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Letters From Our Incarcerated Communities

Living with Covid-19: a letter from prison

I’m a Cat A prisoner. Being in prison at this time of Covid-19 is terrifying.

Remember, some prison cells here still don’t have toilets so living with a bucket full for days waiting to be allowed to empty it is now common!

The biggest threat and most likely cause of the virus spreading through high security prisons is the continued insistence that routine monthly cell searches are conducted. This consists of at least two officers strip-searching the prisoner in his cell, taking him out and then trawling through all of the prisoner’s possessions. This usually takes 30 – 60 minutes. Having touched and breathed upon every item in the poorly ventilated cell, the prisoner is then put back in to tidy-up his belongings. The guards don’t wear gloves or facemasks, so if one of them has the virus it is pretty much guaranteed they will have infected the prisoner. In such a cramped space, it would still be highly likely even if guards wore full PPE.

Add to that the routine cell accommodation fabric checks where officers spend around 60 seconds in every cell testing to make sure the in-cell facilities work, and walls are not broken. Touching light switches and all other major contact points in each cell spreads virus or bacteria to them all, especially when the screws do not regularly wash their hands.

Although cordless PIN phones have been supplied to all prisons without in-cell telephones, the high security dispersal prisons (where convicted category A prisoners are located) have refused to enable their use, making all prisoners share one of the normal phones located on the landing during the limited time when they are not in lock down. As well as not being hygienic, this is causing tensions to rise amongst men already unable to see their families, as there is only enough time for each call to last a few minutes or some will lose the opportunity to make a call that day. Also, a prisoner in Long Lartin has reported that food portions have reduced significantly, and fruit is no longer available to purchase from the canteen.

The self-harm and suicide rates have soared in prisons over lockdown, collateral damage I suppose… It’s funny how now that so many others are on the regime of solitary confinement and lockdown that it is suddenly a big issue, but few cared before!

Despite all the difficulties, HMPPS continues to block access to the majority of Freeview TV channels by paying for equipment which restricts the channels. This limits what little distraction is available. When you can’t even get access to the likes of More 4 how can you dream of possible freedom from the dangerous virus breeding ground.

Once the virus actually gets in here it will get worse for us, especially with how bad the private company (Spectrum) running healthcare is.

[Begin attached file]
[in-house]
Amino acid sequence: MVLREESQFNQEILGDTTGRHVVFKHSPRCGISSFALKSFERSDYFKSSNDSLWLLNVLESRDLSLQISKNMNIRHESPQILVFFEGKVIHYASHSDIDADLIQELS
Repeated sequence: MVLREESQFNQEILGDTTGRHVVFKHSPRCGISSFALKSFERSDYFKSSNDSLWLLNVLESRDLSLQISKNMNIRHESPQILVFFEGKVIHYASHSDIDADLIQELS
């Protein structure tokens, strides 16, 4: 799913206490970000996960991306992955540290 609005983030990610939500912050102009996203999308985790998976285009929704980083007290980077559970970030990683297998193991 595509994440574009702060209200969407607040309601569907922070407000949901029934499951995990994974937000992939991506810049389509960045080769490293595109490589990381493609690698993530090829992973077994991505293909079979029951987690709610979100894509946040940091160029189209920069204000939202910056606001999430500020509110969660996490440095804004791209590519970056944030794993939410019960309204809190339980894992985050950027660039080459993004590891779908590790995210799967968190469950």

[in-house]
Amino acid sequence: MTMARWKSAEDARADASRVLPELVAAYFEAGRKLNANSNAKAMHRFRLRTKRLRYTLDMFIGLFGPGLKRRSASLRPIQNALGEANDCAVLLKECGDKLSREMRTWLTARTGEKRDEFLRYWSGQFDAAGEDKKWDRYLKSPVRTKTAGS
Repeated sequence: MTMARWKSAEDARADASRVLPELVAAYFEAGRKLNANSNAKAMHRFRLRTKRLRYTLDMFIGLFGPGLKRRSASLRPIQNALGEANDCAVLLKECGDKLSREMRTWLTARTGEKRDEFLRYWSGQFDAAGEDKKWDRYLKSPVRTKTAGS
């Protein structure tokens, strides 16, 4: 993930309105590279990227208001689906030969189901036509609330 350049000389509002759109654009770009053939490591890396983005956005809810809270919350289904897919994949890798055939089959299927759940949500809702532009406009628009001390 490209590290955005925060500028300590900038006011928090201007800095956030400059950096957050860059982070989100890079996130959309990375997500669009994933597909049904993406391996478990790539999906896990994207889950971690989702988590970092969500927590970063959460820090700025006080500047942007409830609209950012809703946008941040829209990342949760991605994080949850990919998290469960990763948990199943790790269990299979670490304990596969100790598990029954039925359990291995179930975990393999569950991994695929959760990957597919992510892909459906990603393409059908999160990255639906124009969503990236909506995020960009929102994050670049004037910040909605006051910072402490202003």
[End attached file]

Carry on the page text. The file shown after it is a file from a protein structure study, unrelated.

Lockdown has been enforced and we are in our cells 22 or 23 hours a day and the number of prisoners unlocked at one time has been limited. But it’s not because of the virus, its to prevent protests over lockdown regime being enforced!

In here the screws refuse to wear facemasks or gloves at all, and claim that social distancing does not apply to them.

I can see multiple screws playing pool, cards, darts or boardgames which are supposed to be for prisoners. At one point there were 12 of them playing games on the landing plus the others in the office. There is no excuse for that many screws regardless if we are out in isolation or not!

It is completely negligent of the prison authorities to allow the guards to use the prison as a social club and it increases the risk of Covid-19 spreading massively. But what makes it a total mockery is that the guards are boasting about receiving extra hazard pay due to the virus. They have built into the regime extra extended briefing sessions for guards totalling almost four hours a day. Yet we see that this consists of them sitting in the office socializing! Some of them are actually doing overtime for bonus pay which makes absolutely no sense when all off-wing activities have been cancelled including visits, gym, library, education workshops etc., so all the screws who would usually patrol them are spare.

As for letting prisoners out, this government would rather cause the death of thousands than do it!

Statistics show at least 15% of people on remand are innocent, and ending the use of remand for all but the most extreme crimes would allow in excess of 10,000 people to be released overnight. Considering that people on remand haven’t been convicted and are “innocent until proven guilty”, the government wouldn’t be accused of releasing criminals.

Recall of prisoners could be ended except following a charge for another crime. This would mean that another 10,000 people who have already been deemed safe to release at least once before could be let out. These are the minimum actions that nobody could object to. 

Then they could start looking further like releasing all foreign national detainees only being held captive to await deportation which can’t happen due to cancelled flights, letting all child prisoners out, all over 75s, all on Imprisonment for Public Protection sentences (IPP’s) with expired tariffs, and those held in mental health hospitals against their will. Iran released all prisoners and they haven’t seen a spike in crime which disproves all the predictions and scaremongering here!

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